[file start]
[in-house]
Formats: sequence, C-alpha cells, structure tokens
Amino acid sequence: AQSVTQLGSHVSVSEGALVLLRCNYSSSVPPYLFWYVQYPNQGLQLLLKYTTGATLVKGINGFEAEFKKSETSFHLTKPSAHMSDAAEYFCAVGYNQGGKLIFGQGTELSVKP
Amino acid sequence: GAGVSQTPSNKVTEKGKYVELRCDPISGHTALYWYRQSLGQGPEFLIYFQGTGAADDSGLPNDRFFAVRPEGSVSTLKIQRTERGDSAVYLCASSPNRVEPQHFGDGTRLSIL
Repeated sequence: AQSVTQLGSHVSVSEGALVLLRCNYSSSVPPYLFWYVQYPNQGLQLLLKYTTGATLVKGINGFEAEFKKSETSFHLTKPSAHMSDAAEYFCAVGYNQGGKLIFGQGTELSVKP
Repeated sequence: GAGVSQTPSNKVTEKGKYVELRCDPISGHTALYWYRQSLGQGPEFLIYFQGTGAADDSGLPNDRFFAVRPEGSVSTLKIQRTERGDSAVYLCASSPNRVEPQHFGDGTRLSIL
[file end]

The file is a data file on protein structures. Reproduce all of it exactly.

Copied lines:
[in-house]
Formats: sequence, C-alpha cells, structure tokens
Amino acid sequence: AQSVTQLGSHVSVSEGALVLLRCNYSSSVPPYLFWYVQYPNQGLQLLLKYTTGATLVKGINGFEAEFKKSETSFHLTKPSAHMSDAAEYFCAVGYNQGGKLIFGQGTELSVKP
Amino acid sequence: GAGVSQTPSNKVTEKGKYVELRCDPISGHTALYWYRQSLGQGPEFLIYFQGTGAADDSGLPNDRFFAVRPEGSVSTLKIQRTERGDSAVYLCASSPNRVEPQHFGDGTRLSIL
Repeated sequence: AQSVTQLGSHVSVSEGALVLLRCNYSSSVPPYLFWYVQYPNQGLQLLLKYTTGATLVKGINGFEAEFKKSETSFHLTKPSAHMSDAAEYFCAVGYNQGGKLIFGQGTELSVKP
Repeated sequence: GAGVSQTPSNKVTEKGKYVELRCDPISGHTALYWYRQSLGQGPEFLIYFQGTGAADDSGLPNDRFFAVRPEGSVSTLKIQRTERGDSAVYLCASSPNRVEPQHFGDGTRLSIL